Moreover, the report revealed how the Internet Research Agency, a Kremlin-backed St Petersburg-based troll farm indicted for election interference in the US, was simultaneously intervening in British politics, with a marked emphasis on stirring up Islamophobia and racial hatred. It “tried to fuel social divisions, including religious tensions, in the aftermath of the Westminster, Manchester, London Bridge and Finsbury Park terror attacks,” it stated.

The Kremlin’s attempts to intervene continue. Last October, Twitter closed down 3,613 new Internet Research Agency accounts. A brief analysis of the data revealed that these accounts tweeted about Brexit 1,525 times.

The DCMS Committee also found evidence that Russia had access to a Cambridge Analytica database – which been compiled through the hacking of 50 to 170 million Facebook users – and deployed this during both the EU Referendum and the 2016 Presidential Election campaign to target UK and US voters. This breach was referred to the National Crime Agency by the Information Commissioner, Elisabeth Denham.

Targeting UKIP and Nigel Farage

Nigel Farage’s former party UKIP has been a strong supporter of Russia for over a decade.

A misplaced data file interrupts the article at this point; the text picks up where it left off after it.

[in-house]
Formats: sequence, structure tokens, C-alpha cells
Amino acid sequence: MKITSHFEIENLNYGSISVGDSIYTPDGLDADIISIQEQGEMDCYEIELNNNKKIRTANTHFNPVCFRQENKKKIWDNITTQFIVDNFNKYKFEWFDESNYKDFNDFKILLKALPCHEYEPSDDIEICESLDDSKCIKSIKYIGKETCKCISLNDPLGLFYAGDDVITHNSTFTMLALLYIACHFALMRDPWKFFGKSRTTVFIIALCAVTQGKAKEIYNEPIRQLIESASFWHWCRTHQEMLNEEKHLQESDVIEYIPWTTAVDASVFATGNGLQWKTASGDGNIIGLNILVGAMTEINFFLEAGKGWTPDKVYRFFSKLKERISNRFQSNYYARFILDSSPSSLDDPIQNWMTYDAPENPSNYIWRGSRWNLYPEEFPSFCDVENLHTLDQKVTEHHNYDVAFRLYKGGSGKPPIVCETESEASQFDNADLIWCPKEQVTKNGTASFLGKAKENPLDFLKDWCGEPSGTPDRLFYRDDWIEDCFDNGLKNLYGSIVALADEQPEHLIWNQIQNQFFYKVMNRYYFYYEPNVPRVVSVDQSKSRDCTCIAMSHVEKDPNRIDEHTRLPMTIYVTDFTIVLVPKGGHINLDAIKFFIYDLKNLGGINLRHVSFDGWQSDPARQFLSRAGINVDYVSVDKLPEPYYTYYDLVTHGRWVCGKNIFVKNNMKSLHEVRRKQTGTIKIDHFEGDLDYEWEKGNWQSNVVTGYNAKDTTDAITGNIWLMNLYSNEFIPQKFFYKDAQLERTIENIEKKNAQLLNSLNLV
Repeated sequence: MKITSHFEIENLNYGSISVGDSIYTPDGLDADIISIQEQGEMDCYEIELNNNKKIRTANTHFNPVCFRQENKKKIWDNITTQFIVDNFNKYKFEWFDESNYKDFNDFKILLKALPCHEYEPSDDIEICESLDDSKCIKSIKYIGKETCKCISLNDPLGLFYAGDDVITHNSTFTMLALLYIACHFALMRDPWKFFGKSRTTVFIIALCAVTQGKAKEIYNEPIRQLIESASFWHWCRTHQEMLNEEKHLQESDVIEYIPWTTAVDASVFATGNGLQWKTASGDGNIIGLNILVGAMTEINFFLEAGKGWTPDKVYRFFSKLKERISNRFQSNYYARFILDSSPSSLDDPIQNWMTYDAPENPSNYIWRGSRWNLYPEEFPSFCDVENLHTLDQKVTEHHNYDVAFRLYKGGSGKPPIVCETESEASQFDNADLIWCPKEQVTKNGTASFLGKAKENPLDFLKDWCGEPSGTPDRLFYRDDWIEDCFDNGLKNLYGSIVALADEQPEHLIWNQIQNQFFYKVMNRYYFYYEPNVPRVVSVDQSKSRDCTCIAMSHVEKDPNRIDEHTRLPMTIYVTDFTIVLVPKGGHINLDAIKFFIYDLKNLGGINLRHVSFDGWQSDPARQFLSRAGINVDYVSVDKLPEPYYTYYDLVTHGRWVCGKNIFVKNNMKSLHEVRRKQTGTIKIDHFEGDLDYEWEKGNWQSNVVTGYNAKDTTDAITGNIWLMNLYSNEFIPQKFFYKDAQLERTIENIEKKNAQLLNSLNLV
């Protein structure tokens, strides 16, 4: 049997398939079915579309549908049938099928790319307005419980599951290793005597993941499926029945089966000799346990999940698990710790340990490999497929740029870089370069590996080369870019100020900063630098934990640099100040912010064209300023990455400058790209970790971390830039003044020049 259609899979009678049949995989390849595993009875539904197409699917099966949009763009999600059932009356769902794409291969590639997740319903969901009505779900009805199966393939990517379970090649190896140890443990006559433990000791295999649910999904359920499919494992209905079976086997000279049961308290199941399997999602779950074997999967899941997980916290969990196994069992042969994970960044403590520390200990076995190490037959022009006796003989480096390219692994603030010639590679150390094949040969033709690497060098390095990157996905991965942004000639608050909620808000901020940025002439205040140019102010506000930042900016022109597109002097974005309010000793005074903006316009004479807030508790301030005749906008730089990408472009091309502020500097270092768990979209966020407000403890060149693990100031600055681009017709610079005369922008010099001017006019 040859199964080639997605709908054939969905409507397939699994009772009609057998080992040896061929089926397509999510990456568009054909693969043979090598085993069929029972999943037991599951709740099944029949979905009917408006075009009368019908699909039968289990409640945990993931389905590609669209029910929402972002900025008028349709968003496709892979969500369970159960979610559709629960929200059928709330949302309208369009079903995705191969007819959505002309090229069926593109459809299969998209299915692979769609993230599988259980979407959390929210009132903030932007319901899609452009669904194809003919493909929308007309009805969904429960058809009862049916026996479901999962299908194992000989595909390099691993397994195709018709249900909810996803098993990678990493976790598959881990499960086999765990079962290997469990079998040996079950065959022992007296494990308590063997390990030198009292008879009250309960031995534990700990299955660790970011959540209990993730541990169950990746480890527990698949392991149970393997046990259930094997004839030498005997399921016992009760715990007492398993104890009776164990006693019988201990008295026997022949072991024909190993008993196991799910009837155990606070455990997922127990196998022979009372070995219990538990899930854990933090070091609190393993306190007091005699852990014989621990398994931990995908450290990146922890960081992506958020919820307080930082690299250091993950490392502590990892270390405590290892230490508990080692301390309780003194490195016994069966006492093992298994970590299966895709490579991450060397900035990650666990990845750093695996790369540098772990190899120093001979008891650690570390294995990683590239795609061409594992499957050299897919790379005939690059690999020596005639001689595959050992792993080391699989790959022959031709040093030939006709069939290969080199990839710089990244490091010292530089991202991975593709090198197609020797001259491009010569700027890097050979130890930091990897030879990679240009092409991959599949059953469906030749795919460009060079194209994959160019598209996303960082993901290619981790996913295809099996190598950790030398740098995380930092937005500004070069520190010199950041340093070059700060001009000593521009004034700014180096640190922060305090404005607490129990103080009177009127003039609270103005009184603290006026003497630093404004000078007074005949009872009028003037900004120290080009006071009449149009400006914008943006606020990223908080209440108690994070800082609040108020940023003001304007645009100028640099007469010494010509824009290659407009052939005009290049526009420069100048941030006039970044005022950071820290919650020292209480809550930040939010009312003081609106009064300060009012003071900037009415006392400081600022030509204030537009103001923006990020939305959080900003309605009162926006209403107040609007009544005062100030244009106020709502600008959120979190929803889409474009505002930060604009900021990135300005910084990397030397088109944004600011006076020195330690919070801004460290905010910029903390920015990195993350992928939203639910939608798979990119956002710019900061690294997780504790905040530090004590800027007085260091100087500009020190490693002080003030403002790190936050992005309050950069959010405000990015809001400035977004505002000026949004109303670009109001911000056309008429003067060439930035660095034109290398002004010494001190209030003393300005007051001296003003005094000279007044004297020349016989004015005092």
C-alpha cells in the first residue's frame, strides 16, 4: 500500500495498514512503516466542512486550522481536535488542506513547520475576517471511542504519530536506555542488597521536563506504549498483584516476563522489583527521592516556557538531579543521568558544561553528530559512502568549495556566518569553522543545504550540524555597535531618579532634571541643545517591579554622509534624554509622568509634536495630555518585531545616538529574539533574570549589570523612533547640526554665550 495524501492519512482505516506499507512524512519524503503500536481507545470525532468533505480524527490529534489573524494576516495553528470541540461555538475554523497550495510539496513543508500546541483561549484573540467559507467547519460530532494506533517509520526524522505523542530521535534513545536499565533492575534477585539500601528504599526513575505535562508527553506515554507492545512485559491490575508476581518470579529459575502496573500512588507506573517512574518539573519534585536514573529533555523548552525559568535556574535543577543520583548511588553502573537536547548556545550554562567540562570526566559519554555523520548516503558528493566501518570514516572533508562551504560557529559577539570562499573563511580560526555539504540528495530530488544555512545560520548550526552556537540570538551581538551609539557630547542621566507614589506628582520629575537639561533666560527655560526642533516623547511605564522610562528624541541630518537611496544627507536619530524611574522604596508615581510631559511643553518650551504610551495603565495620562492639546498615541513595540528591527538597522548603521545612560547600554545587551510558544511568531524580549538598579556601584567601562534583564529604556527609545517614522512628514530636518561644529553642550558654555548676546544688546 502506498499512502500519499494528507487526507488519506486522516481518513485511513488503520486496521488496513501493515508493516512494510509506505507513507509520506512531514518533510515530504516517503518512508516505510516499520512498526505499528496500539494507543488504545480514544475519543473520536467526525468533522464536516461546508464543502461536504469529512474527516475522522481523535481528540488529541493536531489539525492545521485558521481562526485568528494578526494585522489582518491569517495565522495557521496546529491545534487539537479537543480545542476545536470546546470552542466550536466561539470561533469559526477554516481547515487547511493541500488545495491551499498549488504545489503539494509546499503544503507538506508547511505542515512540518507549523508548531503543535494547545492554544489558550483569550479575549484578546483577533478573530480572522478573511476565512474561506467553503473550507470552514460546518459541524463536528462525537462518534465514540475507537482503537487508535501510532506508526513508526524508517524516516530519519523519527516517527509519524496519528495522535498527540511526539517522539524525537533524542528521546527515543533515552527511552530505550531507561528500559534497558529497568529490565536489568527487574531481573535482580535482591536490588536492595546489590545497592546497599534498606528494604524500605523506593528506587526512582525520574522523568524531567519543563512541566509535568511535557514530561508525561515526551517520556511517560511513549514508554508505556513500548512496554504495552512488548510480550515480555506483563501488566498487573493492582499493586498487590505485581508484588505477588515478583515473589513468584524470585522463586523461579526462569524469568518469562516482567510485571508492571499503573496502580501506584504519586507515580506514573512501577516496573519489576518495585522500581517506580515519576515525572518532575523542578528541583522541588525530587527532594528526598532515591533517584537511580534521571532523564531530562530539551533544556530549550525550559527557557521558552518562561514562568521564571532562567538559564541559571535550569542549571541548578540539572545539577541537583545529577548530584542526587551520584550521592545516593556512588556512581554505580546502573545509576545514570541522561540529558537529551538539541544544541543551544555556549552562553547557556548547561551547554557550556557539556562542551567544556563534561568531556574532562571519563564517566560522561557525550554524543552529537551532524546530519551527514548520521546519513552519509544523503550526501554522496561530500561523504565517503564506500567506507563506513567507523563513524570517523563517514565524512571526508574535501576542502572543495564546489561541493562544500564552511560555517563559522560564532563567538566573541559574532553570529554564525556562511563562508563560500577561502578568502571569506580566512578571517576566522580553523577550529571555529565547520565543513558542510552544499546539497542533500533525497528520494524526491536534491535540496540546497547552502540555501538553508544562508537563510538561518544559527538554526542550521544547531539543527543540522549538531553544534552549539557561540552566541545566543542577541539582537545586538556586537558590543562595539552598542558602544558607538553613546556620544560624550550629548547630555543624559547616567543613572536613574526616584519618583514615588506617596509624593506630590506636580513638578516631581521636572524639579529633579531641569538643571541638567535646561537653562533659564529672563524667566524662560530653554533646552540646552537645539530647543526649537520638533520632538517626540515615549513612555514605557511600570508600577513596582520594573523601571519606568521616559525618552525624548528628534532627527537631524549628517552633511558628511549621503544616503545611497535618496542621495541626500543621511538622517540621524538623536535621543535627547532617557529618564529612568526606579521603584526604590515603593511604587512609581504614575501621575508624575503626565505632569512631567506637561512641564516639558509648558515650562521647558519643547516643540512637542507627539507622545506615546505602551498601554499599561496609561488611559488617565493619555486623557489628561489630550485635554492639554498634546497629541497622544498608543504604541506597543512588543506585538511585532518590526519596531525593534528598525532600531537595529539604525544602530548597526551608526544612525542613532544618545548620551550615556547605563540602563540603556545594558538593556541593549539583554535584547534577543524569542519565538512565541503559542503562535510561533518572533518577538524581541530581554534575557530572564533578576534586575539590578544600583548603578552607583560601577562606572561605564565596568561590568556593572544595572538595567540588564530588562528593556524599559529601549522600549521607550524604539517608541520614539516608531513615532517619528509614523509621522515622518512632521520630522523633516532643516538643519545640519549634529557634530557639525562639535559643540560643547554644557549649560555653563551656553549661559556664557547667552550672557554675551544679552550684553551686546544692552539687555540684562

Former MEP and party secretary, Gerard Batten, has been close to former KGB figures since the 1980s and identified Alexander Litvinenko as a disaffected FSB officer six months before he was murdered by polonium poisoning by Putin’s security services. He co-authored an anti-EU book with an aide, Pavel Stroilov, who had allegedly fled Russia with “smuggled secret Soviet documents”.

Farage’s support for Putin was vocal until recently and he has twice described the Russian President as the most impressive world leader. His MEPs have consistently voted down sanctions packages for Russia over its invasion of eastern Ukraine.

Farage supports other European right-wing politicians such as Marine Le Pen and Matteo Salvini who have received Russian funding. His appearances at the European Parliament are regularly covered by RT and he was asked onto the channel no less than 17 times between 2010 and 2014. His Leave.EU campaign also regularly recycled Russian racist propaganda.

Though he at first denied it, Farage met the Russian Ambassador Alexander Yakovenko in May 2013. After that meeting, Farage made almost monthly appearances on RT. Two years later, at the UKIP Conference in October 2015, a senior embassy official, Alexander Udod, approached Farage’s new funder, Arron Banks, and invited him to meet the Russian Ambassador too.

What followed was at least four meetings with Banks and the ambassador, which opened the door to at least three potentially lucrative investment opportunities in Russian-owned gold and state diamond mines. Though the gold consolidation deal was pursued for several months, Banks says he never took up any of these offers. However, an investment company run by a close colleague did take part in the privatisation of Alrosa diamond mines.